Field seminar provides a supportive introduction to Field Practicum experiences, expectations, requirements, and current social work practice. The social work role in agency-based generalist practice, the role of the agency in the community, social work values and ethics, record-keeping, confidentiality, use of supervision and self-assessment are reviewed and discussed.
MSSW 686 and MSSW 687: Field Practicum 3 and 43.5 & 3.5 S.H.
MSSW 676 and MSSW 677: Field Seminar 3 and 4.5 & .5 S.H.
These are concentration courses in advanced generalist practice with Field Practicum and Field Seminar taken concurrently. The agency-based practicum emphasizes direct service organizations, and work with diverse multiproblem clients requiring complex multi-level intervention and advocacy. The administration experience requires an active contribution to the ongoing management activities of the practicum agency.
Field Seminar emphasizes preparation for advanced generalist practice. Practice with diverse client populations, multi-level intervention, complex skills, and complex legal and ethical issues are reviewed. Licensing, the current job market, the variety of career paths available in social work, on-going self assessment, leadership roles in agency practice, and the professional community are also discussed and reviewed. Prerequisites: MSSW 684 and MSSW 685.
Advanced Standing Courses
MSSW 604: Human Behavior in the Social Environment 42 S.H.
This course provides advanced standing MSW students with an opportunity to learn and apply contemporary theories of human behavior which provide the foundation for advanced generalist social work practice. These theories include psychodynamic theories, postmodern, and other theories of Human Behavior and the Social Environment that are considered essential in advanced generalist social work practice but which are not generally covered in depth in BSW training programs. The course will be highly interactive and will include guest presentations, small group discussions, and application of theory in cases selected by both students and the instructor(s).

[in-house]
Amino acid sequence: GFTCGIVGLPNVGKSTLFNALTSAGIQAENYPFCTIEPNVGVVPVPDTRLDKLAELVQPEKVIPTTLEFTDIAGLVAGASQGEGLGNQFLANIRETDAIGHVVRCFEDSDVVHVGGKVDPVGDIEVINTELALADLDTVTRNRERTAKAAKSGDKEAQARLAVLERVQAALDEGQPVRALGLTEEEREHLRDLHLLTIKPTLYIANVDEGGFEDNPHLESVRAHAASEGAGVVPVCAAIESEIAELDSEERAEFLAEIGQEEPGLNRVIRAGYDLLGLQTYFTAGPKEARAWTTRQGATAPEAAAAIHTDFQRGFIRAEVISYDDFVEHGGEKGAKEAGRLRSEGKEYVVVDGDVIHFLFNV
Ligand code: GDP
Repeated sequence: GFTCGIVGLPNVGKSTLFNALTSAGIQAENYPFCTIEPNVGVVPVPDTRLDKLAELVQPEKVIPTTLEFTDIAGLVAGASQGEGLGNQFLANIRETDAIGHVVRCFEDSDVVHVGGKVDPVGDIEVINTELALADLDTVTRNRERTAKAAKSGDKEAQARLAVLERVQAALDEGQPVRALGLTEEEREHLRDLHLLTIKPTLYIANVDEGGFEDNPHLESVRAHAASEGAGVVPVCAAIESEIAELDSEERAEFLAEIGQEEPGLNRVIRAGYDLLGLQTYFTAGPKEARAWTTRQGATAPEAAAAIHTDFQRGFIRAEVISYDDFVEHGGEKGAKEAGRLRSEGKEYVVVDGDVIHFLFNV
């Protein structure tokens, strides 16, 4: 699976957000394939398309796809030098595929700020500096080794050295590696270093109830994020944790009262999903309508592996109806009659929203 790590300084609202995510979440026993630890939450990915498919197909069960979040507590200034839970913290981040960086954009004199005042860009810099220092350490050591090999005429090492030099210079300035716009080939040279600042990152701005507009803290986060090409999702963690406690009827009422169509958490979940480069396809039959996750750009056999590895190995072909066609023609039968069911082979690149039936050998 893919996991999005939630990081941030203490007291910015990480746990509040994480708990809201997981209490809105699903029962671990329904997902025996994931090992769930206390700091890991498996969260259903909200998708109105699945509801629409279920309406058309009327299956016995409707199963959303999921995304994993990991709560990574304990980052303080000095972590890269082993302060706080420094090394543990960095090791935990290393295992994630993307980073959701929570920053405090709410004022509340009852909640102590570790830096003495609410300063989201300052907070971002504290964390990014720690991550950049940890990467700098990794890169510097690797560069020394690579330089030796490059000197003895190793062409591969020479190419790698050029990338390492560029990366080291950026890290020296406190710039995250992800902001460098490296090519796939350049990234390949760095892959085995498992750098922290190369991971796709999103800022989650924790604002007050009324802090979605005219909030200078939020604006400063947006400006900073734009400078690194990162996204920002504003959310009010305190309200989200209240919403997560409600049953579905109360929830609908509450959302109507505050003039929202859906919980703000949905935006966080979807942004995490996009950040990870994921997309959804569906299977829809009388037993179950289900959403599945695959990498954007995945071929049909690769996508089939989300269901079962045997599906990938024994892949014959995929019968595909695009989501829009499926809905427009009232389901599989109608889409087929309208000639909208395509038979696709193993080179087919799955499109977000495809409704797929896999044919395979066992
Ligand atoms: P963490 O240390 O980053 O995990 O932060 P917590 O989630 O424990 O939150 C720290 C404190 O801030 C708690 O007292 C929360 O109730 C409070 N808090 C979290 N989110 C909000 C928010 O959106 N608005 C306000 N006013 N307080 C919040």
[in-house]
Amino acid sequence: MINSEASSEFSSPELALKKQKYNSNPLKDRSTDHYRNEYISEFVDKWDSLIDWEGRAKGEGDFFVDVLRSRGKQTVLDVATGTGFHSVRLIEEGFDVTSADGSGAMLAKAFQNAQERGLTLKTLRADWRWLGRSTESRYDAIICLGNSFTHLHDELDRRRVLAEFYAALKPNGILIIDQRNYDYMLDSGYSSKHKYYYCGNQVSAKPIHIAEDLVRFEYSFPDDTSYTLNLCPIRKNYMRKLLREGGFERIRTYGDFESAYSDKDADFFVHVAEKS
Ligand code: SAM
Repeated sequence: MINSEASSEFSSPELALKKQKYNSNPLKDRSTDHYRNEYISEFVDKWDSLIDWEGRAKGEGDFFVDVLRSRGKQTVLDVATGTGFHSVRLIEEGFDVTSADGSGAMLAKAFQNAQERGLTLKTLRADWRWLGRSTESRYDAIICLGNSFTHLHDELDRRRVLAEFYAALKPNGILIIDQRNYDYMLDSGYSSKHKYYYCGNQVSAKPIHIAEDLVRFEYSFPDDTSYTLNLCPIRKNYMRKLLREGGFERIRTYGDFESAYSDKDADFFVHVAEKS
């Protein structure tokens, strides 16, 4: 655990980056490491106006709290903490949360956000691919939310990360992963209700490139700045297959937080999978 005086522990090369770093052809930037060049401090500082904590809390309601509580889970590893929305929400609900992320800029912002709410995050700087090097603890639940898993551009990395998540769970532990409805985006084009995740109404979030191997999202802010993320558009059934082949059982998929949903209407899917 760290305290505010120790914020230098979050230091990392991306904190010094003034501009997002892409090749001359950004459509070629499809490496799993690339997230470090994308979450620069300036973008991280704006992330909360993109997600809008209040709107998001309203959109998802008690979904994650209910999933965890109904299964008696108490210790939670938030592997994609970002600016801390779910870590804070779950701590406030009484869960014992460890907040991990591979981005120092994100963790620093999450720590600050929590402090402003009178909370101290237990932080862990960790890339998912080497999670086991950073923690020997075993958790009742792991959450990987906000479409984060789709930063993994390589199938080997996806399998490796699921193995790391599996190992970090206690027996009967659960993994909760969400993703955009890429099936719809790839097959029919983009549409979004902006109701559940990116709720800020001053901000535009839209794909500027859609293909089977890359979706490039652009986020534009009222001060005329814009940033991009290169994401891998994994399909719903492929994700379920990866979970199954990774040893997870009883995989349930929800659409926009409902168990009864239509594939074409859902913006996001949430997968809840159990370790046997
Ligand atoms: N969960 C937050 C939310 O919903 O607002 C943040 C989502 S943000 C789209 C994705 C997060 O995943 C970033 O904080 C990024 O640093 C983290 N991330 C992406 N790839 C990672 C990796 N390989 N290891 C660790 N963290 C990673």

MSSW 610: Social Work Practice 52 S.H.
This course is a bridge course between foundational and concentration levels for advanced standing students. The course will include generalist practice perspectives, teach skills relating to those perspectives, and introduce current practice trends in major fields of social work, including the changes in practice resulting from multiculturalism, globalization, managed care, and welfare reform. Particular emphasis will be placed on the generalist practitioner’s ability to move from large, community system interventions to organizational interventions to direct practice with families and individuals.
MSSW 640: Continuous Quality Improvement2 S.H.
This course teaches MSW graduate students how to build an infrastructure in human service organizations that not only maintains a high level of service quality but creates a culture of continuous quality improvement. Students build a skill set to be able to demonstrate that their services are continuously making measurable improvements in people's lives. Emphasized are practical, cost-effective, action-oriented methods and tools that yield continuous improvement of processes at a practice, program or organizational level. Research 2 (Practice or Program Evaluation) are recommended prior to taking this course.
MSSW 642: Therapeutic Applications of Adventure3 S.H.
This course is designed to provide the student with a theoretical understanding and practical working knowledge of using adventure activities as an element of an established treatment.
MSSW 643: Seminar in Social Work Practice with Diverse Populations3 S.H.
This seminar provides an in-depth experience of assessment, intervention, and evaluation in work with diverse groups of individuals, families and small groups. Theoretical and conceptual overviews of ethnicity, culture, stigma, and oppression will be examined. The seminar will focus on understanding the impact of internalized and institutional oppression and refinement of interventive skills when a multiplicity of factors may be operating.
MSSW 644: International Social Work and Human Rights3 S.H.